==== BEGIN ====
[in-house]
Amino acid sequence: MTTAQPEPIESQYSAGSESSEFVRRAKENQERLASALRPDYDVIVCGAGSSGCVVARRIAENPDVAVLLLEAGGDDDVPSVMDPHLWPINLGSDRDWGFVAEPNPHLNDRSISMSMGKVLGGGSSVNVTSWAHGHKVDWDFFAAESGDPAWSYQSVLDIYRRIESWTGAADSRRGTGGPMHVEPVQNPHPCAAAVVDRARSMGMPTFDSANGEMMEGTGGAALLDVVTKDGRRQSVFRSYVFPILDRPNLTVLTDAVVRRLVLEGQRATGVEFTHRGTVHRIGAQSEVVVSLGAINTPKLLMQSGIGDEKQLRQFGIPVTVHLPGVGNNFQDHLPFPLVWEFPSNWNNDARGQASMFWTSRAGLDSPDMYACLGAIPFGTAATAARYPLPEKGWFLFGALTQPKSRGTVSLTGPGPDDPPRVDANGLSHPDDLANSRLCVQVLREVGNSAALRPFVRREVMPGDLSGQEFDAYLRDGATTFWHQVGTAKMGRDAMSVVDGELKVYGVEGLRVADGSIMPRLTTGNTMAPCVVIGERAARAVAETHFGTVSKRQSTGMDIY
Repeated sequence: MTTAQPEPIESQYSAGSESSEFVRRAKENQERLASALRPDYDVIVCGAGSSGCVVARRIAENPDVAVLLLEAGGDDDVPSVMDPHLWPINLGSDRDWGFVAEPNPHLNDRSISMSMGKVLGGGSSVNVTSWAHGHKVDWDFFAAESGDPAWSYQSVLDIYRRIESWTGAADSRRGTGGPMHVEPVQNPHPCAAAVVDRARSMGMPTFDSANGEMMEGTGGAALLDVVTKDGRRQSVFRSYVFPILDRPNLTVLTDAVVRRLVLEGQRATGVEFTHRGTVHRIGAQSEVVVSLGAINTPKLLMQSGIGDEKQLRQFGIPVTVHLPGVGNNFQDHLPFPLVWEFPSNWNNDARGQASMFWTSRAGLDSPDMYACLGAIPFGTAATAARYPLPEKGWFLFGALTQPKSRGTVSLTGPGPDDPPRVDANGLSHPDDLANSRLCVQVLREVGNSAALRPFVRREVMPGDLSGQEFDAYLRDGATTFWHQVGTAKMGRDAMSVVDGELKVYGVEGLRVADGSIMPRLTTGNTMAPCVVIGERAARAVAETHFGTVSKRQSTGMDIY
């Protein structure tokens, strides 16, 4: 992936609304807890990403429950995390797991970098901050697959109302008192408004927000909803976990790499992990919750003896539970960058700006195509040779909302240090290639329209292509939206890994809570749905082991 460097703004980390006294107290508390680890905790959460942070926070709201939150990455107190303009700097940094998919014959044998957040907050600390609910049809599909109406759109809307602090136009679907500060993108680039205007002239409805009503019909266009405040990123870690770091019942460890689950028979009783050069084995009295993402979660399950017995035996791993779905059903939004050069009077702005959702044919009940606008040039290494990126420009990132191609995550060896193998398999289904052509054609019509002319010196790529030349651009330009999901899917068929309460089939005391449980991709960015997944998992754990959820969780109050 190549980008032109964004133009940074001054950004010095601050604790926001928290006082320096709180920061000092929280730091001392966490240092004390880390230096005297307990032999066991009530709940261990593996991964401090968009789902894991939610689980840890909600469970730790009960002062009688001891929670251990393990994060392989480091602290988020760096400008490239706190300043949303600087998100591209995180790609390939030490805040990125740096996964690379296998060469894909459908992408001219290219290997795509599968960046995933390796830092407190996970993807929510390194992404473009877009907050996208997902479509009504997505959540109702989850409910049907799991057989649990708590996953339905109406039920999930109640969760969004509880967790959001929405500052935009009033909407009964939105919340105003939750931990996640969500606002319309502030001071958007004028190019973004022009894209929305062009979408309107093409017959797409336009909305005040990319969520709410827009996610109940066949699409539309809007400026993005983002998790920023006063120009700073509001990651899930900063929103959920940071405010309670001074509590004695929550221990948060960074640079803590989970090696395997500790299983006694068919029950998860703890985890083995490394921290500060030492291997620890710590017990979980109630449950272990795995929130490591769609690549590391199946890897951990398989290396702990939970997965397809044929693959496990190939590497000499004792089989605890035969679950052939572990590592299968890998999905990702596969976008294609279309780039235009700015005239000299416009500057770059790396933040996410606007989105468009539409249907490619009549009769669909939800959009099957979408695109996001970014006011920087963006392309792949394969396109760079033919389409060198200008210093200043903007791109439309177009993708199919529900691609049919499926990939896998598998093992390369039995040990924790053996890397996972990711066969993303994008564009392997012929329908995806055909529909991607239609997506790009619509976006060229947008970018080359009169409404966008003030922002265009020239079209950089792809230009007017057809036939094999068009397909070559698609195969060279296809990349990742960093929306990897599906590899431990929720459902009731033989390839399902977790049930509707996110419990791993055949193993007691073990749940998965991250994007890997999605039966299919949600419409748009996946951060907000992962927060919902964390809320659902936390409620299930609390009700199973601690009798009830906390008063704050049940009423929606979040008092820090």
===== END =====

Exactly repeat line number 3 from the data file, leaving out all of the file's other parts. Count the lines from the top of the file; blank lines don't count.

Repeated sequence: MTTAQPEPIESQYSAGSESSEFVRRAKENQERLASALRPDYDVIVCGAGSSGCVVARRIAENPDVAVLLLEAGGDDDVPSVMDPHLWPINLGSDRDWGFVAEPNPHLNDRSISMSMGKVLGGGSSVNVTSWAHGHKVDWDFFAAESGDPAWSYQSVLDIYRRIESWTGAADSRRGTGGPMHVEPVQNPHPCAAAVVDRARSMGMPTFDSANGEMMEGTGGAALLDVVTKDGRRQSVFRSYVFPILDRPNLTVLTDAVVRRLVLEGQRATGVEFTHRGTVHRIGAQSEVVVSLGAINTPKLLMQSGIGDEKQLRQFGIPVTVHLPGVGNNFQDHLPFPLVWEFPSNWNNDARGQASMFWTSRAGLDSPDMYACLGAIPFGTAATAARYPLPEKGWFLFGALTQPKSRGTVSLTGPGPDDPPRVDANGLSHPDDLANSRLCVQVLREVGNSAALRPFVRREVMPGDLSGQEFDAYLRDGATTFWHQVGTAKMGRDAMSVVDGELKVYGVEGLRVADGSIMPRLTTGNTMAPCVVIGERAARAVAETHFGTVSKRQSTGMDIY